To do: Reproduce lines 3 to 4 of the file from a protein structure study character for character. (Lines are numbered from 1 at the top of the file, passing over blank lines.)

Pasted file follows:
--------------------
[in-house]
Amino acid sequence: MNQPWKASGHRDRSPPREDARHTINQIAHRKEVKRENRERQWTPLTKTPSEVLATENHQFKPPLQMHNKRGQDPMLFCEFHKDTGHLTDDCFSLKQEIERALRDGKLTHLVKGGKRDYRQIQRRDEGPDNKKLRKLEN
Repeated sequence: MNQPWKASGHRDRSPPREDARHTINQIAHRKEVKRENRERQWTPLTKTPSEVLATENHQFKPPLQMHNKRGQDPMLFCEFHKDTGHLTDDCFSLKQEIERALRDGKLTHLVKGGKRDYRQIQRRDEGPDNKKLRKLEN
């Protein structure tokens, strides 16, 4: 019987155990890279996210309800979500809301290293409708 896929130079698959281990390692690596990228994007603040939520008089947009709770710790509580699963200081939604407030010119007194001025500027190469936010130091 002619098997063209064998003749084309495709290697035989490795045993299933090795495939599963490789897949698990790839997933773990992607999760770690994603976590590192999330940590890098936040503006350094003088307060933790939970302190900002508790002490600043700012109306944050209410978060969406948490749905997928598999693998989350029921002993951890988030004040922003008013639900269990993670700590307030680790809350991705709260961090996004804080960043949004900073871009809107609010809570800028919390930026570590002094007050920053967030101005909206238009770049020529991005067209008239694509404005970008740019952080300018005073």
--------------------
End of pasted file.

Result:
Repeated sequence: MNQPWKASGHRDRSPPREDARHTINQIAHRKEVKRENRERQWTPLTKTPSEVLATENHQFKPPLQMHNKRGQDPMLFCEFHKDTGHLTDDCFSLKQEIERALRDGKLTHLVKGGKRDYRQIQRRDEGPDNKKLRKLEN
């Protein structure tokens, strides 16, 4: 019987155990890279996210309800979500809301290293409708 896929130079698959281990390692690596990228994007603040939520008089947009709770710790509580699963200081939604407030010119007194001025500027190469936010130091 002619098997063209064998003749084309495709290697035989490795045993299933090795495939599963490789897949698990790839997933773990992607999760770690994603976590590192999330940590890098936040503006350094003088307060933790939970302190900002508790002490600043700012109306944050209410978060969406948490749905997928598999693998989350029921002993951890988030004040922003008013639900269990993670700590307030680790809350991705709260961090996004804080960043949004900073871009809107609010809570800028919390930026570590002094007050920053967030101005909206238009770049020529991005067209008239694509404005970008740019952080300018005073």